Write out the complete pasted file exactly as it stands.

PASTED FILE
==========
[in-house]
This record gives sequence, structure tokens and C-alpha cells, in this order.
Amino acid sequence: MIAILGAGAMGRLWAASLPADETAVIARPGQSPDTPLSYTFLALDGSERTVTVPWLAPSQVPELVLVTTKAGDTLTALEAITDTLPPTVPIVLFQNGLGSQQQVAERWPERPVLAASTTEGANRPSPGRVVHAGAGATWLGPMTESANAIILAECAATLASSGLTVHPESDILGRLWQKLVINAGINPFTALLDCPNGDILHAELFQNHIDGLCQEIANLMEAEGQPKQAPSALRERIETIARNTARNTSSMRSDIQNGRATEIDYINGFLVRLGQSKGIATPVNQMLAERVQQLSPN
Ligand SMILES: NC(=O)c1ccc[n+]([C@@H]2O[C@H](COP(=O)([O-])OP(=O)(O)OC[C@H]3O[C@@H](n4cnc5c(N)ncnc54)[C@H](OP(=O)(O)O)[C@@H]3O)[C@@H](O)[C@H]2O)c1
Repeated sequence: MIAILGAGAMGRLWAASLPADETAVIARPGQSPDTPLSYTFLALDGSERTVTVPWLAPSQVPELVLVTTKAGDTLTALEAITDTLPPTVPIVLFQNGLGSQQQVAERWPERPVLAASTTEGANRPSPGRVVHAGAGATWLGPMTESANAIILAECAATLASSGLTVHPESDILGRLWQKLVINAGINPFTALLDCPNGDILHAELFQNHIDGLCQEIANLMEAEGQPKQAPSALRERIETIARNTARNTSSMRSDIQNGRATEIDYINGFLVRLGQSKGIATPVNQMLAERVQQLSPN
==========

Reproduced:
[in-house]
This record gives sequence, structure tokens and C-alpha cells, in this order.
Amino acid sequence: MIAILGAGAMGRLWAASLPADETAVIARPGQSPDTPLSYTFLALDGSERTVTVPWLAPSQVPELVLVTTKAGDTLTALEAITDTLPPTVPIVLFQNGLGSQQQVAERWPERPVLAASTTEGANRPSPGRVVHAGAGATWLGPMTESANAIILAECAATLASSGLTVHPESDILGRLWQKLVINAGINPFTALLDCPNGDILHAELFQNHIDGLCQEIANLMEAEGQPKQAPSALRERIETIARNTARNTSSMRSDIQNGRATEIDYINGFLVRLGQSKGIATPVNQMLAERVQQLSPN
Ligand SMILES: NC(=O)c1ccc[n+]([C@@H]2O[C@H](COP(=O)([O-])OP(=O)(O)OC[C@H]3O[C@@H](n4cnc5c(N)ncnc54)[C@H](OP(=O)(O)O)[C@@H]3O)[C@@H](O)[C@H]2O)c1
Repeated sequence: MIAILGAGAMGRLWAASLPADETAVIARPGQSPDTPLSYTFLALDGSERTVTVPWLAPSQVPELVLVTTKAGDTLTALEAITDTLPPTVPIVLFQNGLGSQQQVAERWPERPVLAASTTEGANRPSPGRVVHAGAGATWLGPMTESANAIILAECAATLASSGLTVHPESDILGRLWQKLVINAGINPFTALLDCPNGDILHAELFQNHIDGLCQEIANLMEAEGQPKQAPSALRERIETIARNTARNTSSMRSDIQNGRATEIDYINGFLVRLGQSKGIATPVNQMLAERVQQLSPN